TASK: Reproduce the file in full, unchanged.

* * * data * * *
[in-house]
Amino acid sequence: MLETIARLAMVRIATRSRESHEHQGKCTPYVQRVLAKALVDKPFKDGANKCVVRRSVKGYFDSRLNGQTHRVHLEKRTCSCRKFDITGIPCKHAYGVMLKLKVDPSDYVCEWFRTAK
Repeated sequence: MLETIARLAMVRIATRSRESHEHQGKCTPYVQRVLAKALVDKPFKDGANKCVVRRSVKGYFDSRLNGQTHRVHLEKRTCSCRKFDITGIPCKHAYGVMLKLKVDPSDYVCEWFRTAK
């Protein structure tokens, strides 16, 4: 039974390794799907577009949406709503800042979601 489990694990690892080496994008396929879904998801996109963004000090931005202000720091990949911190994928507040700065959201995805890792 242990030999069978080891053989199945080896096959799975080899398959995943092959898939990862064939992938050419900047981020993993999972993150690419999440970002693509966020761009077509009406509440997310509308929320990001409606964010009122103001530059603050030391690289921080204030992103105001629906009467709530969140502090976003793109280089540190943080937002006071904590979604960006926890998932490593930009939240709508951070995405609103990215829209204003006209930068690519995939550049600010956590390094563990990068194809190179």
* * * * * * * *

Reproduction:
[in-house]
Amino acid sequence: MLETIARLAMVRIATRSRESHEHQGKCTPYVQRVLAKALVDKPFKDGANKCVVRRSVKGYFDSRLNGQTHRVHLEKRTCSCRKFDITGIPCKHAYGVMLKLKVDPSDYVCEWFRTAK
Repeated sequence: MLETIARLAMVRIATRSRESHEHQGKCTPYVQRVLAKALVDKPFKDGANKCVVRRSVKGYFDSRLNGQTHRVHLEKRTCSCRKFDITGIPCKHAYGVMLKLKVDPSDYVCEWFRTAK
């Protein structure tokens, strides 16, 4: 039974390794799907577009949406709503800042979601 489990694990690892080496994008396929879904998801996109963004000090931005202000720091990949911190994928507040700065959201995805890792 242990030999069978080891053989199945080896096959799975080899398959995943092959898939990862064939992938050419900047981020993993999972993150690419999440970002693509966020761009077509009406509440997310509308929320990001409606964010009122103001530059603050030391690289921080204030992103105001629906009467709530969140502090976003793109280089540190943080937002006071904590979604960006926890998932490593930009939240709508951070995405609103990215829209204003006209930068690519995939550049600010956590390094563990990068194809190179």